The magnitude of along the western flank of the system gradually decreased between tsim = 22 and 26 h (Figs. 8a–c) as the region of maximum WAA and maximum CAPE ceased to overlap (Figs. 9a–d). At the same time, the cold pool intensity along the western side of the system increased dramatically as a response to persistent training convection over that region. The along the southwestern flank of the MCS also increased dramatically between tsim = 20 and 26 h (Fig. 7f and Figs. 8d–f). This suggests that the cold pool became sufficiently deep here to lift parcels with nonzero CAPE to their LFCs and that this cold-pool-driven lift became the dominant mechanism for upstream backbuilding beyond tsim = 20 h. The cold pool gradually advanced southward beyond tsim = 26 h (not shown), resulting in the gradual southward movement of the MCS during this timeframe.
The time evolutions of , , and 1-h precipitation (Fig. 10a) from the CNTL simulation illustrates the initial externally driven westward backbuilding (tsim = 15–21 h), a short period of both externally and internally driven westward and southwestward backbuilding (tsim = 22–23 h), and then a transition to a southwestward internally driven backbuilding regime (tsim = 23 h onward). On the other hand, the NOEV simulation (which did not produce a surface cold pool) featured much weaker (Fig. 10b). In fact, the backbuilding process between tsim = 15 and 23 h was almost entirely driven by external lift—after which the MCS moved eastward (in contrast, the CNTL MCS continued to backbuild through tsim = 29 h). This corroborates our earlier assertion that external lift dominated the backbuilding process through tsim = 21 h in the CNTL simulation and suggests that this backbuilding process was minimally influenced by the presence of the surface cold pool (since it happened in the NOEV simulation without a cold pool). Conversely, backbuilding in the CNTL simulation after tsim = 23 h likely required cold pool–driven lift, given that backbuilding ceased during this timeframe in the NOEV simulation where no cold pool was present.
4. The geographic and temporal offset of ROD from the southwestern outflow boundary
a. Cross-sectional analysis
In this subsection, we determine why the training convective line on the western side of the MCS in the CNTL simulation was offset significantly northward of the southwestern OFB. We investigate vertical cross sections that bisect the southwestern OFB and the training convective line to begin our analysis. Such analyses are only included for tsim = 21 h (Fig. 11a); however, the processes that we elucidate in this section were coherent in time and representative of the timeframe with the most substantial separation between the training line and the southwestern OFB (≈tsim = 18–22 h). The quantity is introduced, which is the distance a parcel must be lifted to reach its LFC (, where z is the height of a parcel and is the parcel’s LFC height). The is correlated with |CIN|, whereby parcels that need to be lifted large (small) distances to reach their LFCs usually have high (low) convective inhibition. This quantity is useful in our analysis, since it allows us to compare a parcel’s initial value to its subsequent vertical displacement to see if the actual displacement was—in theory—sufficient to trigger convection. In this and later sections “convective stabilization” is defined as an increase in the of a parcel over time. Convective stabilization contrasts with dry static stabilization—the latter of which we define as an increase in ∂θ/∂z.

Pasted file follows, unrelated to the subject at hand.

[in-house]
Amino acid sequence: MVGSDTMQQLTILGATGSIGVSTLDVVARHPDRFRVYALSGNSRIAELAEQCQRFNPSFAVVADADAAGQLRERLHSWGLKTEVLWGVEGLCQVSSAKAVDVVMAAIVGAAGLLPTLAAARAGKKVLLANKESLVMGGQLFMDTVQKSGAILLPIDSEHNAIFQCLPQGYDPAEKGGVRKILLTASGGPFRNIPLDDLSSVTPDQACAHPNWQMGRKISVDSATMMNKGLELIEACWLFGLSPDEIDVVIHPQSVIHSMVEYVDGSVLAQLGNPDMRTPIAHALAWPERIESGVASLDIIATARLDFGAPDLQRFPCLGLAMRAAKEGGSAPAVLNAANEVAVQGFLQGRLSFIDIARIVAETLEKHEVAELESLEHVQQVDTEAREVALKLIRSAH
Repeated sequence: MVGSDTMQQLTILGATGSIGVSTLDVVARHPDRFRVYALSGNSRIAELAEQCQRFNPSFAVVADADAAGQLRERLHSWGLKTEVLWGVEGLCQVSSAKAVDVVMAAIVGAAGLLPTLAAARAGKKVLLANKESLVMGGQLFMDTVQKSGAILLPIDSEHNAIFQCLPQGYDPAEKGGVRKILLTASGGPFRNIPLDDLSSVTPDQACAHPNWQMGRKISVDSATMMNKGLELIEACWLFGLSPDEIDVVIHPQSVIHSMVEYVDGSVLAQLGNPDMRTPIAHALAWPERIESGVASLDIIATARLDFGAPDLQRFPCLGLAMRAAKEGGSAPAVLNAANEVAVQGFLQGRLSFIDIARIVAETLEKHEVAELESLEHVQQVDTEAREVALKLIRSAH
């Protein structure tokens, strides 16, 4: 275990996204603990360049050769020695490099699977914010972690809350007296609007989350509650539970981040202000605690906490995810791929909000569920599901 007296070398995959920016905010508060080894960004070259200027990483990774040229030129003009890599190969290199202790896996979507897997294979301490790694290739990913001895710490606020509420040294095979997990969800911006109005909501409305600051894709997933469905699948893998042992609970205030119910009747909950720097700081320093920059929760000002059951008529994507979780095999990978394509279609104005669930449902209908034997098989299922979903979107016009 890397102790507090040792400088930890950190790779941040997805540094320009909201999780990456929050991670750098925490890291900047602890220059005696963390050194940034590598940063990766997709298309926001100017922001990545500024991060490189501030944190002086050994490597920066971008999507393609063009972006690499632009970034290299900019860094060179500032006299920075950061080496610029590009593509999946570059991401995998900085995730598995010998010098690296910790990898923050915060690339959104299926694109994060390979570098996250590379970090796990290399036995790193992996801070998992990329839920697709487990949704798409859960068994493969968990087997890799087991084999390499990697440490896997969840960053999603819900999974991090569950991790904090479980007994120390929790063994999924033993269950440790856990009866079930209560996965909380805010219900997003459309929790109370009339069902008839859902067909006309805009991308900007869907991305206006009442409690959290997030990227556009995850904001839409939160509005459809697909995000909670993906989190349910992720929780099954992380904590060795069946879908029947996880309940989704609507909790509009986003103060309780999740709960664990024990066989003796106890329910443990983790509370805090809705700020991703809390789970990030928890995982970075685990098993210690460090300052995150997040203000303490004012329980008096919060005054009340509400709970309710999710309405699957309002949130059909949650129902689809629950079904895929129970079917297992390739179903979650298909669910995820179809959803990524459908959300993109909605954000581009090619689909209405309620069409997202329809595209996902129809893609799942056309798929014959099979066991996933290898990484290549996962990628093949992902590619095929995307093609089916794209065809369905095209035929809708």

The cold pool along the southwest flank at tsim = 21 h was 1–1.5 km deep (cold pool depth is inferred as the depth of < −0.5 K) between the surface OFB and the region of training convection that was approximately 100 km north of the surface OFB (Fig. 11b). A small region of >30 cm s−1 was present directly above OFB (Fig. 11b); however, lifting between −10 and −80 km was comparatively weak (<10 cm s−1). The largest CAPE values south of the OFB were in the 0.75–1.5-km- AGL layer (layer A), whereas the smallest values and largest RH values were above the maximum CAPE layer, between 1.5 and 2 km (Figs. 11c,d; layer B). The increased and CAPE decreased in both layers A and B as parcels within these layers interacted with, and passed, the OFB (Fig. 11c). Clouds were present in and above layer B and directly above the OFB; however, cloud water concentrations generally decreased within parcels as they moved between the OFB and the training line (Fig. 11d). Finally, RH values in layer B, which were near 100% prior to parcels within this layer interacting with the OFB, decreased into the 80%–90% range between the OFB and the training line (Fig. 11d). Conversely, RH values above layer B generally increased 5%–10% as parcels within these layers passed through the cloudy region above the OFB (Fig. 11d).
Our analysis of the cross section in Fig. 11 leads to the following hypotheses: 1) Air parcels approaching the southwestern OFB within layer A (e.g., between 20 and 0 km in Fig. 11) experienced insufficient vertical displacement to reach their LFCs as they interacted with the OFB, as inferred by the apparently large values (100–500 m; Fig. 11c) and the apparently weak vertical velocities along the OFB (Fig. 11b). Though parcels with nonzero CAPE and small values in the 1.25–2.0-km layer were likely lifted to their LFCs (as presumed by cloud development along the OFB in Fig. 11d). 2) These parcels did not transition into deep convection because they mixed with comparatively drier parcels above them. This presumes that the increase in RH in the air above layer B as it crossed the OFB resulted from detrained moisture from the cloud produced by parcels in layer B. 3) Warming from latent heating in and above layer B increased of parcels in layer A as these layers passed over the OFB, as inferred from the 1–1.5-K increase in above 1.5 km between 20 and −20 km (Fig. 11b). We evaluate these hypotheses with trajectory analyses, combined with comparisons of the temperature profiles south and north of the OFB in the next subsection.